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The most important medium of "Lebenskundlicher ­Unterricht" is the teacher

Lebenskundlicher Unterricht (LKU) in the German armed forces is more than ethical education. It helps military personnel to deal with life in general, which includes many other topics in addition to, for example, questions about partnership and family, concepts of humanity and identity, and coping with operational stress and other difficult situations. But ethical education – which means thinking about one’s own judgment and actions from a moral perspective, examining moral principles and norms, and practicing their application in different situations – is what LKU is all about at core. The Bundeswehr’s guiding principle of the “citizen in uniform” means that soldiers are expected to cultivate a certain character. They should practice conscientious obedience, be responsible and decisive, have good leadership skills, and above all set an example both in and outside the military. To do this, they need to develop a set of virtues, be proficient in dealing with complex, morally demanding situations, and be able to deal critically and vigilantly with questionable ways of thinking and behaviors within and outside the Bundes­wehr. LKU probably provides the best learning environment for this purpose – a protected and above all judgment-free space for free thought and speech, for critical engagement and mentally trying out solutions. It is where they can learn about and experiment with the ethical toolbox.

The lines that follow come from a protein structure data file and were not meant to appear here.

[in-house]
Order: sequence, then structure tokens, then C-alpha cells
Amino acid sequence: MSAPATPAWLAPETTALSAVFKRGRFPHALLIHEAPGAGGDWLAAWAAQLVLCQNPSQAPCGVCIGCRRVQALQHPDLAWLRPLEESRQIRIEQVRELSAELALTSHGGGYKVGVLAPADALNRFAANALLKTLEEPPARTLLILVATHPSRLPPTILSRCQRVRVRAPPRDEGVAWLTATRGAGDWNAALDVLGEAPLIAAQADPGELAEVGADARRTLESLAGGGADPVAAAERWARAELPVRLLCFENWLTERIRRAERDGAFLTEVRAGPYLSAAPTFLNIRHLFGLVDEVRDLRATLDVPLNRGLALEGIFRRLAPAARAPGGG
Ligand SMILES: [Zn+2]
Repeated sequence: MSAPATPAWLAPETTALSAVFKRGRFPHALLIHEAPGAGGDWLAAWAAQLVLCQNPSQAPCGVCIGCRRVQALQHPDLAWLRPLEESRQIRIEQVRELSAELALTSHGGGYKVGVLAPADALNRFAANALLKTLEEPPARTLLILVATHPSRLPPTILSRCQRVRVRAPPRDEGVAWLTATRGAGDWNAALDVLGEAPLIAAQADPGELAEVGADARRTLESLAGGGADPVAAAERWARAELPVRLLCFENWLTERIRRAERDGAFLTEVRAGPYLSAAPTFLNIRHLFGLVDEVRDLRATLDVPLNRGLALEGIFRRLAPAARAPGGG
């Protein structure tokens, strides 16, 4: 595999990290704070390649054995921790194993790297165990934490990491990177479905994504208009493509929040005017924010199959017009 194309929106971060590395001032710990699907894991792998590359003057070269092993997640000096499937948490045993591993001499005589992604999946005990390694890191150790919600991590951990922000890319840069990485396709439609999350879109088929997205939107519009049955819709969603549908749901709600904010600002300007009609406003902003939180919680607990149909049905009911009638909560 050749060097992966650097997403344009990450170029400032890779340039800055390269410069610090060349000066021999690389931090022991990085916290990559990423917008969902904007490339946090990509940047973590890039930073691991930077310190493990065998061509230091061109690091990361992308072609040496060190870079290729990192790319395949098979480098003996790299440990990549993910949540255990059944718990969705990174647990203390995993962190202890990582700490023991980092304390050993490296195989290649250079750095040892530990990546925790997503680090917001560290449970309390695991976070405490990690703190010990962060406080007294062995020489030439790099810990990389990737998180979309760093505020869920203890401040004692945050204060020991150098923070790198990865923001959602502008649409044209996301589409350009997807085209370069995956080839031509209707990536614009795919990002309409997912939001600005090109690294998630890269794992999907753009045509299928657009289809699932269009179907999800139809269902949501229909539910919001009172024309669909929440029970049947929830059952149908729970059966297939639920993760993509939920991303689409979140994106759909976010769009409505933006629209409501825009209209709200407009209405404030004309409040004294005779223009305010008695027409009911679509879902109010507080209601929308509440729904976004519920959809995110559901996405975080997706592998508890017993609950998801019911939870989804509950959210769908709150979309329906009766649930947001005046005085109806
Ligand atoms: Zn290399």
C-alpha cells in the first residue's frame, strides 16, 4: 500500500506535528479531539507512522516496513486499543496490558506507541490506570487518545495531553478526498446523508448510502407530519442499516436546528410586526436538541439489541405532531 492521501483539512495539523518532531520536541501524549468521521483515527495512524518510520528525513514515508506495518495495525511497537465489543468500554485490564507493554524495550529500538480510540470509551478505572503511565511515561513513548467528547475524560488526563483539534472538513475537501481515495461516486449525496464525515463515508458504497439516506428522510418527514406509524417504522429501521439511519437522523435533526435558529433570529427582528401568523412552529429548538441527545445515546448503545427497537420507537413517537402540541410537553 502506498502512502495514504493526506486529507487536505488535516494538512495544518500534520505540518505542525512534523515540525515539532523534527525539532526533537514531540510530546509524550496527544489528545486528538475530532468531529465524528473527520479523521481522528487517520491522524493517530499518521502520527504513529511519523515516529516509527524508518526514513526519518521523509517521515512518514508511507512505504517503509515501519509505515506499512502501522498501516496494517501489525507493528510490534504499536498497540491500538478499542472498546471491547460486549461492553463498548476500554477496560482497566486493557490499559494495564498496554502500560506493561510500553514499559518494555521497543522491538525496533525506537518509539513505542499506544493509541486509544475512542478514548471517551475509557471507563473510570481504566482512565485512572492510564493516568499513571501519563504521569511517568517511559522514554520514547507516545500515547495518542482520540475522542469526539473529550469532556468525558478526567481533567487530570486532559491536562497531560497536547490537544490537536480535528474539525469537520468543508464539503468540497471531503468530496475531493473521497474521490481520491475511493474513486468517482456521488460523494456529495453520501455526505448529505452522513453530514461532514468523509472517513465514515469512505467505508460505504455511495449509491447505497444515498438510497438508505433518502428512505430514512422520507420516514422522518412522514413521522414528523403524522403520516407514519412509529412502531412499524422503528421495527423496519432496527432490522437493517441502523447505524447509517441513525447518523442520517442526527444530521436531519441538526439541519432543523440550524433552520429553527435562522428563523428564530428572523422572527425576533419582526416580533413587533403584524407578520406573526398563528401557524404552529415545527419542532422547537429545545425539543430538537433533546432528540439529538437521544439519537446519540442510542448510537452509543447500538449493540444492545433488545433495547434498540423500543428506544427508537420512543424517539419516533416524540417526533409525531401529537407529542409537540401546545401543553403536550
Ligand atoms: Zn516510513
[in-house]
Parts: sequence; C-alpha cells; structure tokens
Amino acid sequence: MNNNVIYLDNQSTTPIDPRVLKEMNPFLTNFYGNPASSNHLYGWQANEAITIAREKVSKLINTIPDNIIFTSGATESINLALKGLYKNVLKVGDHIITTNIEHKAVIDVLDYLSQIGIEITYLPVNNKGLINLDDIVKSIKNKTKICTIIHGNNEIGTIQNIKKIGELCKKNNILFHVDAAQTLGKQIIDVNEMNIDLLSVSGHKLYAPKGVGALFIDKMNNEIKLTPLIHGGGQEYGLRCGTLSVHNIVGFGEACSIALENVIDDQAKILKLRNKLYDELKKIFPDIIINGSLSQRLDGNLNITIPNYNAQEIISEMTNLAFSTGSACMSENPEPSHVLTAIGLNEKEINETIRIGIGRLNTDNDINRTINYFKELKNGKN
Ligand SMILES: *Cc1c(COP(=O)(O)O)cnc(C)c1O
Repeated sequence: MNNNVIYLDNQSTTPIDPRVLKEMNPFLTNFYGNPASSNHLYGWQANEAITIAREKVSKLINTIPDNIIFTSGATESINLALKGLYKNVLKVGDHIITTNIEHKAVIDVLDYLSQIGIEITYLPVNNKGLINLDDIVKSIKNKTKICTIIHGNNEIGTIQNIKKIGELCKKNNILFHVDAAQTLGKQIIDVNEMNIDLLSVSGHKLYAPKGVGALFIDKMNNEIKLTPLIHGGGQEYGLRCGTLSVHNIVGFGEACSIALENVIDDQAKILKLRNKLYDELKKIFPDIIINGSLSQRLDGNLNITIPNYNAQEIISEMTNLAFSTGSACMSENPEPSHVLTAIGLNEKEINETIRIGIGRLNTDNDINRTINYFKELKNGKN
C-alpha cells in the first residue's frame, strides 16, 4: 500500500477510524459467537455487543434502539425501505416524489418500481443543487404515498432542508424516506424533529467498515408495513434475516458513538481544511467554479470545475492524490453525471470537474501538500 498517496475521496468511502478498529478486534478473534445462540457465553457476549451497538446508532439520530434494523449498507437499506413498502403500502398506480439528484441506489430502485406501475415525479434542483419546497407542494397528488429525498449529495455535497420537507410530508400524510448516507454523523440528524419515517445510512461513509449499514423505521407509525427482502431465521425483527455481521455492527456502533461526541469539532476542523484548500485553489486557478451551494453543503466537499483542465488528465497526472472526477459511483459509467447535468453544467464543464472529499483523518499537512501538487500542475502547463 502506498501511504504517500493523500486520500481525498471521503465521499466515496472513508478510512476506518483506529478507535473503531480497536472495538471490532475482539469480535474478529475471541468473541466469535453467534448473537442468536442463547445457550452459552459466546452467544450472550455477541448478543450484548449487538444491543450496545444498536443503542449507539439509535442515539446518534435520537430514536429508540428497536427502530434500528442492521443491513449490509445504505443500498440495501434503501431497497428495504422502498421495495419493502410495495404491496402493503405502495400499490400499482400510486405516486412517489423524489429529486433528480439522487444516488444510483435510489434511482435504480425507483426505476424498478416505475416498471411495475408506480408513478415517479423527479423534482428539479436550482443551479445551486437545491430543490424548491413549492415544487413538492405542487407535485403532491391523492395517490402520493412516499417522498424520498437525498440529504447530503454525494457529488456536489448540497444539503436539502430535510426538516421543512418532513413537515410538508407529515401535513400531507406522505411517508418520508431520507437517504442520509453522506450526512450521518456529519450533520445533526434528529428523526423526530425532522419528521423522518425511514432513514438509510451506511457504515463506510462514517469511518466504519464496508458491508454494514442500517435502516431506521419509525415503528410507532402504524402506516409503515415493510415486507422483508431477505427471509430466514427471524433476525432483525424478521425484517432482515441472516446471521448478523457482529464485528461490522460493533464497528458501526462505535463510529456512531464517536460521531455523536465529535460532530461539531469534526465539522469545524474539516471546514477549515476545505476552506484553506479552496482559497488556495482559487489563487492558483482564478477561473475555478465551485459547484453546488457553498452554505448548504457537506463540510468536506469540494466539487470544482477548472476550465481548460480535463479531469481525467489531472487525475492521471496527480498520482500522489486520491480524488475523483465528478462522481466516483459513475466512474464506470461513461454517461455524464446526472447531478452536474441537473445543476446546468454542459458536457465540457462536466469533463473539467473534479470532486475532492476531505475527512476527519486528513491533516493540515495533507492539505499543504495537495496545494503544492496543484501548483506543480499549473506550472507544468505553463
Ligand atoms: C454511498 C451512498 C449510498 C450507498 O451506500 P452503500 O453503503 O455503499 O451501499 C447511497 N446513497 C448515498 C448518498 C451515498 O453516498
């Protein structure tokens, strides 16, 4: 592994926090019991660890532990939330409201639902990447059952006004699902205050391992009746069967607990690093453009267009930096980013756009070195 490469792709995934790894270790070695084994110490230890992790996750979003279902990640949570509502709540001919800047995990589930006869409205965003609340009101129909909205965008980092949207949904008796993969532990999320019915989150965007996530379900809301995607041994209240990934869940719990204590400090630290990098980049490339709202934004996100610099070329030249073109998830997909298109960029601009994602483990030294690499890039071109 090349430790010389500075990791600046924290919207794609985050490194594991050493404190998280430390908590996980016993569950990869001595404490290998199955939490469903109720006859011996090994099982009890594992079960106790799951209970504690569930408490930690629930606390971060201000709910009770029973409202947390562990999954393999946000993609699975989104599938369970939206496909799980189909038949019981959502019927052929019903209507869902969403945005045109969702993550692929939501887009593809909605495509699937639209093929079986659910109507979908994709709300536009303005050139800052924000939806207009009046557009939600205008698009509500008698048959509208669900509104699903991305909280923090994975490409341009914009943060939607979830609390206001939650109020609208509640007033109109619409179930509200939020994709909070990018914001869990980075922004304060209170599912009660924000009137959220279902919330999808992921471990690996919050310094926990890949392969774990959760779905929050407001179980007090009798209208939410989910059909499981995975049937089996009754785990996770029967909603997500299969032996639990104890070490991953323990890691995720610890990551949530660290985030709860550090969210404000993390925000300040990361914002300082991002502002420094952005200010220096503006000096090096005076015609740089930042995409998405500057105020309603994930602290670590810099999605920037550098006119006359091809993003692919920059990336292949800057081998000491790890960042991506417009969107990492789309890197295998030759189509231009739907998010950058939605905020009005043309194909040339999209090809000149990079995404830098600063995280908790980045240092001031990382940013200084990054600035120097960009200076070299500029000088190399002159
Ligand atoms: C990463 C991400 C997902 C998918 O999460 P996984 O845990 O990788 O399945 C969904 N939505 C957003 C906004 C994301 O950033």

In courses at the Federal Armed Forces Command and Staff College (Führungs­akademie der Bundeswehr), course par­ticipants as well as teachers show a greater interest in ethical questions concerning the fundamentals of the soldierly self-image, the legitimacy of military action and ethical aspects of leadership. Outside of the course, as is the case in the Bundes­wehr as a whole, attitudes towards the classroom topics are more nuanced. For some, LKU is a welcome change from a sometimes monotonous daily routine, while others see it as more of a disturbance that keeps them from supposedly more important activities. There is also the seemingly ineradicable practice, not covered by the regulations, of identifying soldiers who have time for “a few hours with the military chaplain” by means of a “voluntary sign-up”. This is contrary to what is supposed to happen, which is that all soldiers should be given the opportunity to take part in lessons to which they are entitled. Defensive reflexes against church representatives are encountered occasionally; in this respect, too, the Bundes­wehr reflects social reality. Such attitudes may stem from prejudice or from personal bad experiences; teaching theologians should take them seriously and accept them as a positive corrective to their role. It is not their role to preach the church’s message here but rather to facilitate an authentic encounter for the development of each soldier’s own identity and to improve their moral judgment. One asset that the military chaplaincy cannot overemphasize, as a creator of LKU, is its operational experience: a useful ethics for soldiers is an ethics suitable for deployment.